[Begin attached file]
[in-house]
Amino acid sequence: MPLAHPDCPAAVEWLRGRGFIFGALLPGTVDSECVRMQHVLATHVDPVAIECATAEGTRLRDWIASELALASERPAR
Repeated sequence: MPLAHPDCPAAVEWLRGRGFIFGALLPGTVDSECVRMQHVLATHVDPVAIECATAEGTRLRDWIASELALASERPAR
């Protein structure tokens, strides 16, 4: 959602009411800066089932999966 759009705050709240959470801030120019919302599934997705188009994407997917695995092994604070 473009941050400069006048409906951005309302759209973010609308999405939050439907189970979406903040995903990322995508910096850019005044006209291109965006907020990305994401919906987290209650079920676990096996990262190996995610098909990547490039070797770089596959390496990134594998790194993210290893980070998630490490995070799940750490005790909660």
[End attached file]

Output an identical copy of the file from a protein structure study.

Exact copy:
[in-house]
Amino acid sequence: MPLAHPDCPAAVEWLRGRGFIFGALLPGTVDSECVRMQHVLATHVDPVAIECATAEGTRLRDWIASELALASERPAR
Repeated sequence: MPLAHPDCPAAVEWLRGRGFIFGALLPGTVDSECVRMQHVLATHVDPVAIECATAEGTRLRDWIASELALASERPAR
């Protein structure tokens, strides 16, 4: 959602009411800066089932999966 759009705050709240959470801030120019919302599934997705188009994407997917695995092994604070 473009941050400069006048409906951005309302759209973010609308999405939050439907189970979406903040995903990322995508910096850019005044006209291109965006907020990305994401919906987290209650079920676990096996990262190996995610098909990547490039070797770089596959390496990134594998790194993210290893980070998630490490995070799940750490005790909660």